By Stephanie Kanowitz
With the speed of change in technology services, it’s easy to forget about established technologies many government offices rely on – such as faxing. But Charles County Government (CCG) in Maryland found a way to leverage its VoIP network to update and secure its faxing services, while drastically reducing costs.
Since last fall, CCG has been migrating its departments to a fax-over-IP (FoIP) system that converts faxes to email as part of an electronic facsimile (eFacs) project. Using Secure Fax from Biscom, which has been providing fax and secure file transfer solutions since 1986, the county has saved 40 percent on its faxing budget, said Ty Fuqua, network manager at CCG.
“Traditional faxing is a static technology that segments the information, and eFacs helps us land that fax information into our unified communications model,” Fuqua said. “Now departments can track faxes electronically.”
To do it, Fuqua’s team went to each office and identified who received faxes. Then they set up a shared folder and rules for SMTP, an email standard, so that the faxes show up in users’ inboxes as email. Next, they ported the fax number to the cloud provider – Biscom – and set up a queue on the fax server for that particular line. Biscom converts faxes into an SMTP formatted message and sends them to CCG’s server, which sends them to the email service according to the queue rules.
Traditionally, faxing works by connecting a fax server to the phone network and sending and receiving messages over the phone network. With FoIP, the fax server routes faxes to endpoints on the VoIP network, such as routers or gateways, which then connect to the phone network to send and receive faxes. FoIP usually works in an IP network using the T.38 protocol, which describes how to send a fax via a computer data network, according to Biscom.
CCG opted for a hybrid approach – using both cloud services and an on-site fax server – because it let the IT team integrate the solution with its existing unified communications model, which uses GroupWise from collaboration firm Novell. The only technology CCG had to add was an on-site fax server, Fuqua said.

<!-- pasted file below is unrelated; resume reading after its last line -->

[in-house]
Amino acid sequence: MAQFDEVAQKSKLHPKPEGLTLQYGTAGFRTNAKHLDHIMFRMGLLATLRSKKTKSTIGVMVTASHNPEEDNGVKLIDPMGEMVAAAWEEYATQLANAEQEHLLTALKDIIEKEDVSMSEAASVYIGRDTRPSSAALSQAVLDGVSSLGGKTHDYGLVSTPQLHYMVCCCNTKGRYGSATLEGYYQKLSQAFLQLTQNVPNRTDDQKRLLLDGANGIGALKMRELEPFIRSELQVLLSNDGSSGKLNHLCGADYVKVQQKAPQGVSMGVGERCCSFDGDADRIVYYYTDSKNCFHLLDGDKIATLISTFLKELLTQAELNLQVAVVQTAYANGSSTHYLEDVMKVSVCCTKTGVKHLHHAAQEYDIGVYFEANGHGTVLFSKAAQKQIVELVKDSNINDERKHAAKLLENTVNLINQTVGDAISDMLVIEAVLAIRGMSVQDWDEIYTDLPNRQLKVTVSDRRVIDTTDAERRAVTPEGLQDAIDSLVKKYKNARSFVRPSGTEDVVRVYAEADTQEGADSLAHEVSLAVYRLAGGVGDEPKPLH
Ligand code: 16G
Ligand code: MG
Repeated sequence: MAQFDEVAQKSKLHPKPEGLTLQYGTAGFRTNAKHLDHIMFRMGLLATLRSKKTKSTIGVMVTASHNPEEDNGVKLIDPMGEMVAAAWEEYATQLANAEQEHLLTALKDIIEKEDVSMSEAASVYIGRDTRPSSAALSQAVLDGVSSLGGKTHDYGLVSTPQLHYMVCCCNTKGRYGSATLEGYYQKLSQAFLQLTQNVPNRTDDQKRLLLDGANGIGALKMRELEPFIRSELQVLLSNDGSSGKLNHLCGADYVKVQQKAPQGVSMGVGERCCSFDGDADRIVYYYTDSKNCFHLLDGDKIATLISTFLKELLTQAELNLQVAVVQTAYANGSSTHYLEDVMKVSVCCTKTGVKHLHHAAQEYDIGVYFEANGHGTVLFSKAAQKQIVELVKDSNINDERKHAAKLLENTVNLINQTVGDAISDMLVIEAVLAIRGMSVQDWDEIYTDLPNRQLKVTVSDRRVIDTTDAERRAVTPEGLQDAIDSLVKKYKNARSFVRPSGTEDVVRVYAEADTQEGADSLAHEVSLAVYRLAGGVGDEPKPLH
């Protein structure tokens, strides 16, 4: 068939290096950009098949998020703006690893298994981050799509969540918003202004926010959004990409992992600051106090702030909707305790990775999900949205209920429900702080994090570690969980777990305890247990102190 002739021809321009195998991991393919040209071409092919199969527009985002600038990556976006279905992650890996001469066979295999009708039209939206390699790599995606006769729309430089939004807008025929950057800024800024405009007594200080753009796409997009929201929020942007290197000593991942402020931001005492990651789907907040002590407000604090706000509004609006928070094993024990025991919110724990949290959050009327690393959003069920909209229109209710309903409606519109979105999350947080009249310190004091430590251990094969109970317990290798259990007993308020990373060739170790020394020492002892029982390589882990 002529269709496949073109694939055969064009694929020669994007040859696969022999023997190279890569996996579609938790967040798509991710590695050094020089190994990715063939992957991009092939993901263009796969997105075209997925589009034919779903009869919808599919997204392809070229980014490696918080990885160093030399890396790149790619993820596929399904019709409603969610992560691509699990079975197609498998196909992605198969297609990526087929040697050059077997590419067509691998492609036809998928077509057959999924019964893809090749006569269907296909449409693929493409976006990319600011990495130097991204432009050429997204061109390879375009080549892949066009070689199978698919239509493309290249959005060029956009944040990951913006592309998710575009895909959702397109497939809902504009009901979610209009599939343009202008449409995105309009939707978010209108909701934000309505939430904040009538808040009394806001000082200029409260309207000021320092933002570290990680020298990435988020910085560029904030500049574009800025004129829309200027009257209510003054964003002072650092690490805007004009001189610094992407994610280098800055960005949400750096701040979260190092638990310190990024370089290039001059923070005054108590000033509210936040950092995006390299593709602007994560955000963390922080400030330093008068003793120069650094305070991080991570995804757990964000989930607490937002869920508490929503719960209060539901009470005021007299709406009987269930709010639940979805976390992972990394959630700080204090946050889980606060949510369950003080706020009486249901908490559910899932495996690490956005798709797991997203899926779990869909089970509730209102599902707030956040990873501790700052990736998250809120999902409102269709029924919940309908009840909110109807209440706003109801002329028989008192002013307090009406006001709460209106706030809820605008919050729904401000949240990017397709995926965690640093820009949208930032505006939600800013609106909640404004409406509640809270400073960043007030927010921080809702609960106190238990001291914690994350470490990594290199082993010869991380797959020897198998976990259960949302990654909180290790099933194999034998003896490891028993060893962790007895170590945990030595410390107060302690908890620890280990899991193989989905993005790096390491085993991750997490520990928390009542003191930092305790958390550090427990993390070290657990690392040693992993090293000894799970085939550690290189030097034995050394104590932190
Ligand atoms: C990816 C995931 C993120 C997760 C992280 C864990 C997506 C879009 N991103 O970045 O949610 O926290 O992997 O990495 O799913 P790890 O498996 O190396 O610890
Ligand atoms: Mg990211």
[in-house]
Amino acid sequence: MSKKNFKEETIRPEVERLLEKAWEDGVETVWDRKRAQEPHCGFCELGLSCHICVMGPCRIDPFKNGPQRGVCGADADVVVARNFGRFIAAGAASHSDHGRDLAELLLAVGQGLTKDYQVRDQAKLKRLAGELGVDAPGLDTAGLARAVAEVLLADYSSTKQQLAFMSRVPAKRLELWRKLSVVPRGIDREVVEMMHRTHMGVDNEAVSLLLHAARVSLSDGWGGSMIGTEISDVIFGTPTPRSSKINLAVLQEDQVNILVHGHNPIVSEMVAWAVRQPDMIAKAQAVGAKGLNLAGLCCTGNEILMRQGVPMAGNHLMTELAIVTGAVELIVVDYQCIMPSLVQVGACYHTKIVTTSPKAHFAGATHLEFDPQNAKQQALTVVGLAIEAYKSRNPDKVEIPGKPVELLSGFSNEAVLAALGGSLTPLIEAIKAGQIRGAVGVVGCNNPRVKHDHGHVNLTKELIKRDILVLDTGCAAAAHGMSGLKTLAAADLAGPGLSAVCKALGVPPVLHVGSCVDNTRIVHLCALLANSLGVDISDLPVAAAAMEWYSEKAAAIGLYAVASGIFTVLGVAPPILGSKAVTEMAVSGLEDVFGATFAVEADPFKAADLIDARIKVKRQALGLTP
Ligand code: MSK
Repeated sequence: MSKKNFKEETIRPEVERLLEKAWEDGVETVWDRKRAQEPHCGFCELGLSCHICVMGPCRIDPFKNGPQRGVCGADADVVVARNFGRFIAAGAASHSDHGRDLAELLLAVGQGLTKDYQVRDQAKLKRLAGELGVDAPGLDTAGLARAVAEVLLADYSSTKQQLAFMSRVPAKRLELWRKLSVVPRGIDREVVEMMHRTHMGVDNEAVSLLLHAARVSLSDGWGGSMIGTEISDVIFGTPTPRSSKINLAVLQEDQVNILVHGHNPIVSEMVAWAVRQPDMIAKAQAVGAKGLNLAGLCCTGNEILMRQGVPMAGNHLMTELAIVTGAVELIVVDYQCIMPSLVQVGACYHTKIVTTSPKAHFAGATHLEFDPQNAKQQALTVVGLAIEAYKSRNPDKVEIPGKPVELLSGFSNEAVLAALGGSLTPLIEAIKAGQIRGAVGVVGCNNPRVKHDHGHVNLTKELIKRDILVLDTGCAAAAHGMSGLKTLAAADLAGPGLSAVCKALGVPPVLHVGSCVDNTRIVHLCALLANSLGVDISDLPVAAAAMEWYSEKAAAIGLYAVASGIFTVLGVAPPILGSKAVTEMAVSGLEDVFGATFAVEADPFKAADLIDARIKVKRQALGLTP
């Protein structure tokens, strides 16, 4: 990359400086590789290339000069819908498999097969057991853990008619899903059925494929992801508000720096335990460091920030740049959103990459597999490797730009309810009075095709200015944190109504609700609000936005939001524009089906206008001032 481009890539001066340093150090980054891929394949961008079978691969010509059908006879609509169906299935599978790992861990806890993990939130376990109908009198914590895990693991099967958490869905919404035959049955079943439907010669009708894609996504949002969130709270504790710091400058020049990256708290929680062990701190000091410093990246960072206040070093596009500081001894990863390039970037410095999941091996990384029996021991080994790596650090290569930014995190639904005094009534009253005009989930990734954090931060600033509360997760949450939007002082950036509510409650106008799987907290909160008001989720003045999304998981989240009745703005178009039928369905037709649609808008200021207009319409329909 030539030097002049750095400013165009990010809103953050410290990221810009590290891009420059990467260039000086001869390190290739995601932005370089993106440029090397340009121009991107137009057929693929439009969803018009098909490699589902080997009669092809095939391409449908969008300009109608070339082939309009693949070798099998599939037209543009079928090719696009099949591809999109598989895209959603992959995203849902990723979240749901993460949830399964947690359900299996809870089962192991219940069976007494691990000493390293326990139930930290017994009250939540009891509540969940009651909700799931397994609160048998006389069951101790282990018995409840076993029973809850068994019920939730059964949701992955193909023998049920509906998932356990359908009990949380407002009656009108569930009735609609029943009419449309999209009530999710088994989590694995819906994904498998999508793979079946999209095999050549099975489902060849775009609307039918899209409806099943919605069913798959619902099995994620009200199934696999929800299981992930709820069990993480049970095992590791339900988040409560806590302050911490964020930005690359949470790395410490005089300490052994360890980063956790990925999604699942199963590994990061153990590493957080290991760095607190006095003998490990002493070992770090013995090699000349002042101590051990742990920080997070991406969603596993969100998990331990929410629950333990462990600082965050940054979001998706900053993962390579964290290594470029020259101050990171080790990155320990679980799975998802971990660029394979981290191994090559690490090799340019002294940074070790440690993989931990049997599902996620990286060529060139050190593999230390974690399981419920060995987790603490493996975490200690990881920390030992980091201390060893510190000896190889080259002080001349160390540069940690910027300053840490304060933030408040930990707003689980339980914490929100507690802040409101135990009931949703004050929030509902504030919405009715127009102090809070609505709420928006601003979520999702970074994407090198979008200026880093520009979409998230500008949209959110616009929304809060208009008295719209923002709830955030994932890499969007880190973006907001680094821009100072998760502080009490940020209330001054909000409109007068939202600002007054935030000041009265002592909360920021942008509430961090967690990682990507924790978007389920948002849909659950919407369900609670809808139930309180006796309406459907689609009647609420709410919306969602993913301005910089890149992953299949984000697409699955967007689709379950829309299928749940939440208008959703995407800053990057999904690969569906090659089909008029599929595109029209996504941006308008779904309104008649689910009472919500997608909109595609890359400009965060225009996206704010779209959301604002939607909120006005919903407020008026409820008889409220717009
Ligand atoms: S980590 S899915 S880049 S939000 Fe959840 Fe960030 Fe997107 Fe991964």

Security was another part of the implementation. To keep data in motion secure, CCG uses a wildcard certificate for doing Transport Layer Security with Biscom, which helps encrypt data as it moves from the company to the government.
Everything that lands in CCG’s email system – including the faxes – is encrypted by default, Fuqua said of data at rest.
What’s more, this eliminates the potential for a fax to sit on the machine exposed to many eyes. “No longer are faxes just spit out randomly for anybody to walk by and see,” he said. “They are just given to those who have a need to know.”
That’s only part of the return on investment. The other tangible ROI comes in the form of reduced hardware, ink and paper costs, and the elimination of dedicated fax lines. Additionally, CCG can integrate multifunction printers so instead of scanning to fax, users can scan to email. They can also code in the telephony information and it goes back out through the SMTP gateway.
CCG employees were quick to take to the new technology, Fuqua added, mainly because it’s not much of a departure from the old. “The fact that we were using our GroupWise system to integrate faxes was a great help because nobody had to learn a new piece of software,” he said. “It was just another item in what they were already used to.”
CCG’s in-house videographer and IT trainer made a 15-minute video on how it works, and department administrators threw support behind it that trickled down.
“Getting a piece of information grouped together with everything else that you’re already working on as opposed to somebody handing you a piece of paper is a great advantage,” Fuqua said.
CCG has moved about 65 percent of its offices to eFacs, and Fuqua said the migration will be complete Jan. 1, 2015.